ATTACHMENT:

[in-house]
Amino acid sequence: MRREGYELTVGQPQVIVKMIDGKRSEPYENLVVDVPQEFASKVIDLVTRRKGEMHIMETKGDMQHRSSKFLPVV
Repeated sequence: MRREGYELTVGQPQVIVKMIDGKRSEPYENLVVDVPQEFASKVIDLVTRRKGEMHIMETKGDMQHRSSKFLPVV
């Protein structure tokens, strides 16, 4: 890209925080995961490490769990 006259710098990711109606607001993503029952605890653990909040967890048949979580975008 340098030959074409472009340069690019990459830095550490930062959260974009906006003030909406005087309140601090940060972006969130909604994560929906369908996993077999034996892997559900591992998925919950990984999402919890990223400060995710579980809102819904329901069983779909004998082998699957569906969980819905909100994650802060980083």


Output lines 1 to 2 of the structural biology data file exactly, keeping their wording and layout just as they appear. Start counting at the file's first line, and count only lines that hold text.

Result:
[in-house]
Amino acid sequence: MRREGYELTVGQPQVIVKMIDGKRSEPYENLVVDVPQEFASKVIDLVTRRKGEMHIMETKGDMQHRSSKFLPVV